If you’ve spent any time at all on my site, you know that there are lots of reasons to learn how to make soap at home. I think it’s also important that you know why you also need to learn how to make liquid soap.
When you learn how to make liquid soap, you also very quickly learn just how many different types of liquid soap you can make from the same base.
Why it’s Important to Know How to Make Liquid Hand Soap
Hand soap, of course, is the most obvious choice and likely the first thing you will make after you learn to make liquid soap. There are a couple of things I really like about making liquid hand soap. The first is that you can use one batch of homemade soap to make several different containers of hand soap, all with different scents.
Another advantage of making liquid hand soap is that you can add some vodka to it to make it antibacterial. This is important because Triclosan, which is the antibacterial agent used in commercial antibacterial soaps, is incredibly toxic and I really believe that no one should be exposed to it – especially children.
When you learn how to make liquid soap, you can avoid a lot of the toxic antibacterial chemicals found in commercial soap.
Learning How to Make Liquid Soap Means Learning How to Make Great Dish Soap
Of course, there are other things you can make once you learn how to make liquid soap. One of the things I make with my homemade liquid soap is dish soap. I make dish soap by mixing liquid soap with vodka as well as aromatherapy essential oils that are antibacterial and cut grease. These can include oregano, tea tree, lemon and grapefruit.
I really like my homemade dish soap because I put it in a pump dispenser beside the sink and it doubles as hand soap. It is gentle enough to wash my hands repeatedly, but also cleansing enough to wash dishes.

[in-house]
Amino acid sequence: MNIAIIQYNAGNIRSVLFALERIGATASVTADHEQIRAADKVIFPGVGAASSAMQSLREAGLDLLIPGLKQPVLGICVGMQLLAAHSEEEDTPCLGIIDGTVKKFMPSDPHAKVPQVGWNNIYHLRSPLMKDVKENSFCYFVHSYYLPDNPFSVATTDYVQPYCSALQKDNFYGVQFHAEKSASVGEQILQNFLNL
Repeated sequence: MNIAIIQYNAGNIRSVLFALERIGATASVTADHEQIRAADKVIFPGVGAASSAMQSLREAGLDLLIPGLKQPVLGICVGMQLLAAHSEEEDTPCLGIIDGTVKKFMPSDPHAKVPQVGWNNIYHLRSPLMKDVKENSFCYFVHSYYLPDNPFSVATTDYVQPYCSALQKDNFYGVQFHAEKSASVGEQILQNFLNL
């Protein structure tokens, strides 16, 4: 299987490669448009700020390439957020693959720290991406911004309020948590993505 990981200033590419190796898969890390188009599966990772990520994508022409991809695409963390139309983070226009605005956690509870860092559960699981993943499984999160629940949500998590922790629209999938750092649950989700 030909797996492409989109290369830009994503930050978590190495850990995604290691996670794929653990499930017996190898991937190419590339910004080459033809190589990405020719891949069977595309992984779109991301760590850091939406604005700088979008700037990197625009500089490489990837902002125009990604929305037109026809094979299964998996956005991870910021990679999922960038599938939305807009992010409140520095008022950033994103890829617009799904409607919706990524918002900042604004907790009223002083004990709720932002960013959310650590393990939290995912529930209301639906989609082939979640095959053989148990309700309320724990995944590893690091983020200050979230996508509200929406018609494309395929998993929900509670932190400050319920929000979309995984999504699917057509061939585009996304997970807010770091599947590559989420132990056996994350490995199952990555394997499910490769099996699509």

One think I do tell people when they have learned how to make liquid soap and want to make dish soap is that although it is a great products, it doesn’t produce the suds that commercial dish soap does, and it won’t be quite as effective at cutting grease. This means that you’ll have to do a little extra scrubbing with your greasier dishes, and I often use a bit of powdered cleanser as well.
Of course, the trade-off is that you’re using something that is gentle and won’t dry your hands out, and is environmentally friendly.
How to Make Liquid Soap for Your Little Ones
Another favorite product that I started making right after I learned how to make liquid soap is baby body wash. This, in fact, was one of the reasons I originally wanted to learn how to make soap at home.
Baby body wash made from a soap base high in olive oil is extremely gentle and totally non-toxic. If you read the list of ingredients on a “natural” and “gentle” bottle of commercial baby wash, I promise you’ll be horrified. If you want something even scarier, compare the list of ingredients to those found in your dish soap. You will find they are substantially similar. Of course, the ingredients found in my homemade dish soap are similar to those found in my homemade baby wash. The difference between that and the commercial stuff is that none of the ingredients in mine are toxic and none have been shown to disrupt hormonal development.
When you learn how to make liquid soap and you make baby body wash, you can also use it as baby shampoo. There is no need to use something different to wash your baby’s hair. Homemade baby body wash is especially effective for babies with any sort of skin sensitivity, including diaper rash and dry skin.
Other products I started making after I learned how to make liquid soap include shampoo and body wash.
I make a shampoo for my husband to slow hair loss that he swears by (and believe me, he spends a lot of time examining how much hair he has).
I also make a wonderful green tea and goji berry body wash that makes for a great start to my day.
Once you learn how to make liquid soap, you’ll find it an invaluable skill that opens up lots of soap making options